U.S. Supreme Court | Jim Small/States Newsroom
Speaking of a series of connected cases currently before the U.S. Supreme Court — the outcomes of which could have profound implications on tribal law and jurisdiction — University of Michigan professor Matthew L.M. Fletcher on Monday described the foundational Indian Child Welfare Act (ICWA) as a “wounded animal” that is “uniquely vulnerable” to the attack it now faces.
The ICWA is a long-standing federal law that has given protections to Native American adoptees since 1978. Implemented to prevent the unwarranted displacement of Native children, the act prioritizes Indigenous relatives and tribal communities for a child’s placement before non-Indigenous adopters.
It now faces its first significant legal challenge. The central issues in Brackeen v. Haaland, Haaland v. Brackeen, Cherokee Nation v. Brackeen and Texas v. Haaland, all currently playing out before the U.S. Supreme Court, are constitutional questions brought by white foster parents in Texas who ran into ICWA-induced roadblocks while attempting to adopt Indigenous children.
Fletcher, who is also the tribal court chief justice of the Pokagon Band of Potawatomi Indians and the Poarch Band of Creek Indians as well as being a citizen of the Little Traverse Bay Bands of Odawa Indians (LTBB) himself, described the decades before ICWA as an “epidemic” of Indian children being removed from their families.
“About 25 to 35% of all native children, as of the mid 1970s, were removed by state organizations, state agencies, state courts and religious organizations, through formal and informal means,” Fletcher said.
Fletcher and fellow University of Michigan law professor Leah Litman spoke at the university on Monday for an Indigenous Peoples’ Day talk about the ICWA sponsored by the Native American Law Students Association.
Both professors spoke about how, depending on how the right-wing court rules, ICWA could be drastically altered or even toppled, resulting in a potentially profound effect on Indian law.
Litman broke down the three main challenges to ICWA, as argued by the plaintiffs:
- Commerce clause: The federal government and Congress didn’t have the authority to enact the statute under the powers delegated to it by the U.S. Constitution.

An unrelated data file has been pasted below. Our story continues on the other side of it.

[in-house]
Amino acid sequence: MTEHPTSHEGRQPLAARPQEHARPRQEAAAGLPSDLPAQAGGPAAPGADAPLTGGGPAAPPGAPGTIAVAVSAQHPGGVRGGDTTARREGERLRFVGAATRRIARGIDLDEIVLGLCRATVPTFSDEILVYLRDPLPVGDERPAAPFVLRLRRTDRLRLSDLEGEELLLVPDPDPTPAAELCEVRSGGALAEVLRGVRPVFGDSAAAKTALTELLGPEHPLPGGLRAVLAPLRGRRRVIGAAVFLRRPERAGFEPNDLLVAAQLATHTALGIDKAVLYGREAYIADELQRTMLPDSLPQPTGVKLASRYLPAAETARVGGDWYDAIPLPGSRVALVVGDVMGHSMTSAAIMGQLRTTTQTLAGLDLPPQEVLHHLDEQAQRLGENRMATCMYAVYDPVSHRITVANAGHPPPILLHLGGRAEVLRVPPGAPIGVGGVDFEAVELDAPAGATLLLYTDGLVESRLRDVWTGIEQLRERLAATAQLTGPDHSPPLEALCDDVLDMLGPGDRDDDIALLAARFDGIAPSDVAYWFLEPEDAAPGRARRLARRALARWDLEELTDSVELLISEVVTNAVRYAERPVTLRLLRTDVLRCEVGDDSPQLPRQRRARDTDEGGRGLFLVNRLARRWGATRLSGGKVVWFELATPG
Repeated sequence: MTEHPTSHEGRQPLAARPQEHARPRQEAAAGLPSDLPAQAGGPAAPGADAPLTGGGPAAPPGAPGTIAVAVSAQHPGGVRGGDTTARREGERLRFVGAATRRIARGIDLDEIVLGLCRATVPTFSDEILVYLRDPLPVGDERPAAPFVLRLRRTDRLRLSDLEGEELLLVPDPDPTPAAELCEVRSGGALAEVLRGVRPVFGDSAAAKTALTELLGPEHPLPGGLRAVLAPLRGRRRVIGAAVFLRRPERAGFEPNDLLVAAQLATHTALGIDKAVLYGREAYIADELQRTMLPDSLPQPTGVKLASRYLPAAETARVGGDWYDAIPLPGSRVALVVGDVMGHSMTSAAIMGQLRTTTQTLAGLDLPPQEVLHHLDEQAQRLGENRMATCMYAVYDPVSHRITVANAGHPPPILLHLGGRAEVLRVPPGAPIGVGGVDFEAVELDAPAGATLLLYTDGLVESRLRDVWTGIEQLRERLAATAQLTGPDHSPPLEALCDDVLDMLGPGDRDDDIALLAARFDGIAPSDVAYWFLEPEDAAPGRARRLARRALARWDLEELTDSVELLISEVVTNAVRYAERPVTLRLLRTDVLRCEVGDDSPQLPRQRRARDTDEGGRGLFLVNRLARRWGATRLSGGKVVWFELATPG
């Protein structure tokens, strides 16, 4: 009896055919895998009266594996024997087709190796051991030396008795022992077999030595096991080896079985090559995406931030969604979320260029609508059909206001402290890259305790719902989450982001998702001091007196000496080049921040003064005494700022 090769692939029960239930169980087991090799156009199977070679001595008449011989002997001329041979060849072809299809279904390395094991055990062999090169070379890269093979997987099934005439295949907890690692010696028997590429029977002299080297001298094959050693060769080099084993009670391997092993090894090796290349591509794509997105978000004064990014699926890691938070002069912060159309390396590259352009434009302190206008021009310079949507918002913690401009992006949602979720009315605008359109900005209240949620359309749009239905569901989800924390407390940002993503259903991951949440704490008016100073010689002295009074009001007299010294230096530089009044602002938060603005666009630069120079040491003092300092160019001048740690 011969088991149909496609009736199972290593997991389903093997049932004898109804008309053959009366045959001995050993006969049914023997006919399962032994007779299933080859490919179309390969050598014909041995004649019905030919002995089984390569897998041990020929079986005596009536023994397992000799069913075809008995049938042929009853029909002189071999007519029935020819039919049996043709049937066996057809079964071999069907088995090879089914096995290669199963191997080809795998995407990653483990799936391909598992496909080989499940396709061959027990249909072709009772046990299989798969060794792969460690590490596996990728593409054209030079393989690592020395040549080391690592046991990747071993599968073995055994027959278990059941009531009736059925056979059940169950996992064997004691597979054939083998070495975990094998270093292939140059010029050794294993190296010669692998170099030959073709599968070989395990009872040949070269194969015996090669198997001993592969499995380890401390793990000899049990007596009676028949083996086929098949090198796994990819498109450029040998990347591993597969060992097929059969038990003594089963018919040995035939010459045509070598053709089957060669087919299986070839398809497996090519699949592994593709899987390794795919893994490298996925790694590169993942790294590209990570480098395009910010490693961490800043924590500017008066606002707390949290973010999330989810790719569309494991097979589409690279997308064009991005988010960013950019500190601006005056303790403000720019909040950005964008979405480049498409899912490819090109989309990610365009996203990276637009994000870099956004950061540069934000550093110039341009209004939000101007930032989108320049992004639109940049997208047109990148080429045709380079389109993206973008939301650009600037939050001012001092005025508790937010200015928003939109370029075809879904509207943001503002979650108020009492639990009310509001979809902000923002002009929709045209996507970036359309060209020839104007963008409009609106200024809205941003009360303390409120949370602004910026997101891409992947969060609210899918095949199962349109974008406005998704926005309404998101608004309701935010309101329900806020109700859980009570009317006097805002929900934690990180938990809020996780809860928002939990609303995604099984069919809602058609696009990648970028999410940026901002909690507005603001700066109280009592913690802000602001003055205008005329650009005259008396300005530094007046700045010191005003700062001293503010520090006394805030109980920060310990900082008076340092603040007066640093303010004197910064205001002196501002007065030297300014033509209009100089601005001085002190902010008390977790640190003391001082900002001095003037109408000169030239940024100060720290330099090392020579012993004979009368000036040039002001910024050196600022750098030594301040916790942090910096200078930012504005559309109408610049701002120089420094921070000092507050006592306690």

- Anti-commandeering Doctrine: The ICWA violates the U.S. Constitution’s 10th amendment — “The powers not delegated to the United States by the Constitution, nor prohibited by it to the States, are reserved to the States respectively, or to the people.”
- Equal Protection: The ICWA unconstitutionally discriminates on the basis of race, violating the Equal Protection Clause of the 5th Amendment.
The ICWA could survive even if the court decides that The act is commandeering, Fletcher predicts, as a 10th Amendment ruling wouldn’t be “as profound on Indian law.”
Litman called both the 10th Amendment and 5th Amendment arguments “wildly out of step with existing cases” — but the results of an Equal Protection ruling, she said, “would be extremely dramatic and profound and really unsettle the foundations of what everyone understood to be the law in the perpetuity.”
“For the other side to be correct on Equal Protection arguments, you would have to throw out a lot of Indian Law,” Fletcher added.
“Yes, tribal membership is often rooted in race and ancestry [and] ethnicity, but there’s a political relationship that exists that’s unique involving Indian tribes,” Fletcher said.
He compared Native Americans to “diplomats” because tribes are the only entities that have a treaty-based relationship with the United States government within the country.
If the Supreme Court rules in favor of the plaintiffs and the state of Texas by saying the statute was unconstitutional, Fletcher said it would be “an attack on all of Indian law.” The first thing that would go away in this case, he thinks, would be “everything related to Indian Country criminal jurisdiction.”
Criminal jurisdiction on Native lands is already a complex issue that has faced its own legal fights in recent years.
There's no reason to gut Indian Country criminal jurisdiction because you want three white families to have Indian kids.
– University of Michigan professor Matthew L.M. Fletcher
“There’s no reason to gut Indian Country criminal jurisdiction because you want three white families to have Indian kids,” Fletcher said.
Litman noted that Michigan has its own version of this law, the Michigan Indian Family Preservation Act (MIFPA), which runs parallel to ICWA and fills in some gaps for the state. Guidelines for that law were created and implemented by Allie Greenleaf Maldonado, chief judge of the Little Traverse Bay Bands of Odawa Indians Tribal Court and an LTBB citizen.
Fletcher predicts that someone like Republican-nominated Justices Clarence Thomas or Samuel Alito will write the opinion, calling them “the most radical justices in the history of the Supreme Court.” He and Litman said they do not expect Justice Neil Gorsuch — a Republican-nominated justice who has previously ruled in support of tribal sovereignty — to write the majority opinion.
“ICWA has always been [like] a wounded animal … it is uniquely vulnerable to this kind of attack,” Fletcher said. He added that he is “intimately connected” with people involved in the cases, and says he perceives that “the other side has absolutely no ethical or moral limits to what it will do.”
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